Would this be a reason for the EOR with joy_down in the C64 version? Perhaps you can break out of the docking computer by moving the joystick, something that wouldn't make sense in the insta-dock of the tape version?

Mark

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Re: BBC Elite source, now fully documented and explained

Post by dominicbeesley » Fri Sep 04, 2020 1:14 pm

Thanks both,

I'll try and get a look at this in the next week or so - I'll probably stick with the tape version for my initial experiments but I'm hoping to get the Blitter's line drawing acceleration poked in - it looks like it _should_ be straightforward as the line drawing code is pretty clear, at least on first inspection.

How well does the buildable source deal with changes? Do I need to pad out to exactly the same size for the code or should all the tables/labels sort themselves out?

D

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Re: BBC Elite source, now fully documented and explained

Post by Kroc » Fri Sep 04, 2020 1:21 pm

MarkMoxon wrote:
Fri Sep 04, 2020 1:08 pm
First thing that springs to mind is that in the tape version of BBC Elite, you dock instantly as soon as you hit the "C" key. The disk version implements the full computer experience where it steers the ship for you (though no Blue Danube, unfortunately!), but in the tape version, pressing "C" jumps you straight to the docking tunnel.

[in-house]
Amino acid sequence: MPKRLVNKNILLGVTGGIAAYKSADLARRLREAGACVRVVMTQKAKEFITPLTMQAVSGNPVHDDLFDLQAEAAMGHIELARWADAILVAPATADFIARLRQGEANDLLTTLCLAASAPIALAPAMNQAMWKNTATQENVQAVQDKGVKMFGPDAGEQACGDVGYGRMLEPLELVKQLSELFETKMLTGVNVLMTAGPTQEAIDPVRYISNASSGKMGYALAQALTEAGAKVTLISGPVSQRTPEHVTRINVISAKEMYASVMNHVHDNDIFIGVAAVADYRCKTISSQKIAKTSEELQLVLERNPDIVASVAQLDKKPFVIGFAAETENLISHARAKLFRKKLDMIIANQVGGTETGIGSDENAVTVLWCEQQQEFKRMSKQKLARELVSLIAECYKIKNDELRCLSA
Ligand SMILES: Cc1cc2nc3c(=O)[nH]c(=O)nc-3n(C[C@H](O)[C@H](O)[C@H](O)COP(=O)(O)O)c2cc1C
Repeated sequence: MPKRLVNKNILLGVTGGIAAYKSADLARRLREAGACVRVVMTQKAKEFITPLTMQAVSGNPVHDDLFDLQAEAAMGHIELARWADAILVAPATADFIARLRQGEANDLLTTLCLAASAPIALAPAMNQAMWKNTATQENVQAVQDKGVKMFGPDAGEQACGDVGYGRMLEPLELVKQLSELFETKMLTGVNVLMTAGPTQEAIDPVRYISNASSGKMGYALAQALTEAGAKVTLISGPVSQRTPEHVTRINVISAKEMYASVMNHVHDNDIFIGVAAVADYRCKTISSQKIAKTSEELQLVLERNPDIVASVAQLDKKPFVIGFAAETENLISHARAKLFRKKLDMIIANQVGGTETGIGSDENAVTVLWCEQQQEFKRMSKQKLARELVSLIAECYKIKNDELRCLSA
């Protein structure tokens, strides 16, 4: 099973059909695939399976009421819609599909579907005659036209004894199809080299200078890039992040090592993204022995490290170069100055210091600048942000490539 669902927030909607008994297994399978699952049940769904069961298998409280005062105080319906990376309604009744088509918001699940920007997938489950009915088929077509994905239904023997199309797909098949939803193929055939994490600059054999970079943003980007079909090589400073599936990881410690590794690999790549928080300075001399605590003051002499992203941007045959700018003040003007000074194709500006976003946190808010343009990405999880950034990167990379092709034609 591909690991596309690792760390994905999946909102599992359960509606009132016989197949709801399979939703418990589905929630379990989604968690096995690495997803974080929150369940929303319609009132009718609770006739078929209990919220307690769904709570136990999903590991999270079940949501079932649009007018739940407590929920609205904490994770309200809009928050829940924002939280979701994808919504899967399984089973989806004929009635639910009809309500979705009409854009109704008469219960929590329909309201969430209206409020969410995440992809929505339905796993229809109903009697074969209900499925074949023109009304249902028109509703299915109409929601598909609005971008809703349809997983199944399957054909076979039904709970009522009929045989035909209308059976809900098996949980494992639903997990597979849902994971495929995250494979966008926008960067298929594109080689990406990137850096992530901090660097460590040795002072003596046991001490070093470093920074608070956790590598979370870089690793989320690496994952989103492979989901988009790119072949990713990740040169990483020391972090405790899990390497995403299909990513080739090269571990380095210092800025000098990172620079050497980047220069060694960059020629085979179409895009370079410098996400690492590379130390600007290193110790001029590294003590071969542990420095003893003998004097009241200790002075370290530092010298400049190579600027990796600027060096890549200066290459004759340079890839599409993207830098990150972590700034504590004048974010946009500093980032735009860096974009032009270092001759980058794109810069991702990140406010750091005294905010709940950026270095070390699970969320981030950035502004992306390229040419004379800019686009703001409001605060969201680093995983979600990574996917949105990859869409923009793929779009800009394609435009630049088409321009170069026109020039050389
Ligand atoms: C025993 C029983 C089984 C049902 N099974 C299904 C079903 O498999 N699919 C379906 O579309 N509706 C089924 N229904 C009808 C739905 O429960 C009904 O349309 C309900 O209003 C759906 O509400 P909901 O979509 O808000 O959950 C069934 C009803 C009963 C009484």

Would this be a reason for the EOR with joy_down in the C64 version? Perhaps you can break out of the docking computer by moving the joystick, something that wouldn't make sense in the insta-dock of the tape version?
I'm not sure what the intention (or outcome) of the EOR is; given that it's only checked when "C" is held, so it can't be for the purposes of breaking docking computer control because that wouldn't make sense only for one direction (any direction should cancel, if this is the intention). It may be that the order of keys in the key-table is implying something else from the BBC's perspective, and they didn't correct it; `joy_down` is the "X" key, and this happens to appear 3 bytes before "C" in the key table on the C64. I would be interested to know what the BBC disk version is checking against...

EDIT: I checked Brink's disk disassembly, and it looks like there's no additional check!

Code: Select all

	.MA64	\ check dock C key
AD 0F 03                LDA &030F \ KL+15  \ key 'C' docking computer
2D 84 03                AND &0384 \ DKCMP  \ have a docking computer?
F0 03                   BEQ MA68	   \ onto Laser
8D 3F 03                STA &033F \ DAUTO  \ auto docking set
	.MA68	\ onto Laser
This is curious as to what the C64 is trying to do!

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Re: BBC Elite source, now fully documented and explained